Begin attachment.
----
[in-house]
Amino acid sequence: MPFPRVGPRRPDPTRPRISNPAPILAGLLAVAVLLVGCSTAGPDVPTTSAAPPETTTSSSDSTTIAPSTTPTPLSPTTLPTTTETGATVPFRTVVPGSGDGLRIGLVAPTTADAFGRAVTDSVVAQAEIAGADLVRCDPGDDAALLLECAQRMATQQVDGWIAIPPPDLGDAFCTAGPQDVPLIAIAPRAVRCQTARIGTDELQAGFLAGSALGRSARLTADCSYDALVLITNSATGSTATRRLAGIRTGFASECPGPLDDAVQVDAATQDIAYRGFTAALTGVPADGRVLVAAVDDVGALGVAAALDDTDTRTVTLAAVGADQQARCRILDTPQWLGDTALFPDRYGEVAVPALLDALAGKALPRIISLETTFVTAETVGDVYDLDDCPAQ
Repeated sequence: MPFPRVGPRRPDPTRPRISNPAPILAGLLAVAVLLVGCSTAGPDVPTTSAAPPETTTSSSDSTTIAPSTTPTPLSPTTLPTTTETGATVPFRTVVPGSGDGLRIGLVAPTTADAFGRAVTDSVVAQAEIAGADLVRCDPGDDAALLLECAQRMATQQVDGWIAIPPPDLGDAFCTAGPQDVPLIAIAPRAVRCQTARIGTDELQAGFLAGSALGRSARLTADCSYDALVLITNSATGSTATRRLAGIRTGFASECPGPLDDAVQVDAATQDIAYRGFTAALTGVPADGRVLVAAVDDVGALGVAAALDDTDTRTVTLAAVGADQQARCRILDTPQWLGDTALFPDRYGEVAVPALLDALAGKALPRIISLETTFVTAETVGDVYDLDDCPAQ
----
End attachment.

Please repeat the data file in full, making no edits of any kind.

[in-house]
Amino acid sequence: MPFPRVGPRRPDPTRPRISNPAPILAGLLAVAVLLVGCSTAGPDVPTTSAAPPETTTSSSDSTTIAPSTTPTPLSPTTLPTTTETGATVPFRTVVPGSGDGLRIGLVAPTTADAFGRAVTDSVVAQAEIAGADLVRCDPGDDAALLLECAQRMATQQVDGWIAIPPPDLGDAFCTAGPQDVPLIAIAPRAVRCQTARIGTDELQAGFLAGSALGRSARLTADCSYDALVLITNSATGSTATRRLAGIRTGFASECPGPLDDAVQVDAATQDIAYRGFTAALTGVPADGRVLVAAVDDVGALGVAAALDDTDTRTVTLAAVGADQQARCRILDTPQWLGDTALFPDRYGEVAVPALLDALAGKALPRIISLETTFVTAETVGDVYDLDDCPAQ
Repeated sequence: MPFPRVGPRRPDPTRPRISNPAPILAGLLAVAVLLVGCSTAGPDVPTTSAAPPETTTSSSDSTTIAPSTTPTPLSPTTLPTTTETGATVPFRTVVPGSGDGLRIGLVAPTTADAFGRAVTDSVVAQAEIAGADLVRCDPGDDAALLLECAQRMATQQVDGWIAIPPPDLGDAFCTAGPQDVPLIAIAPRAVRCQTARIGTDELQAGFLAGSALGRSARLTADCSYDALVLITNSATGSTATRRLAGIRTGFASECPGPLDDAVQVDAATQDIAYRGFTAALTGVPADGRVLVAAVDDVGALGVAAALDDTDTRTVTLAAVGADQQARCRILDTPQWLGDTALFPDRYGEVAVPALLDALAGKALPRIISLETTFVTAETVGDVYDLDDCPAQ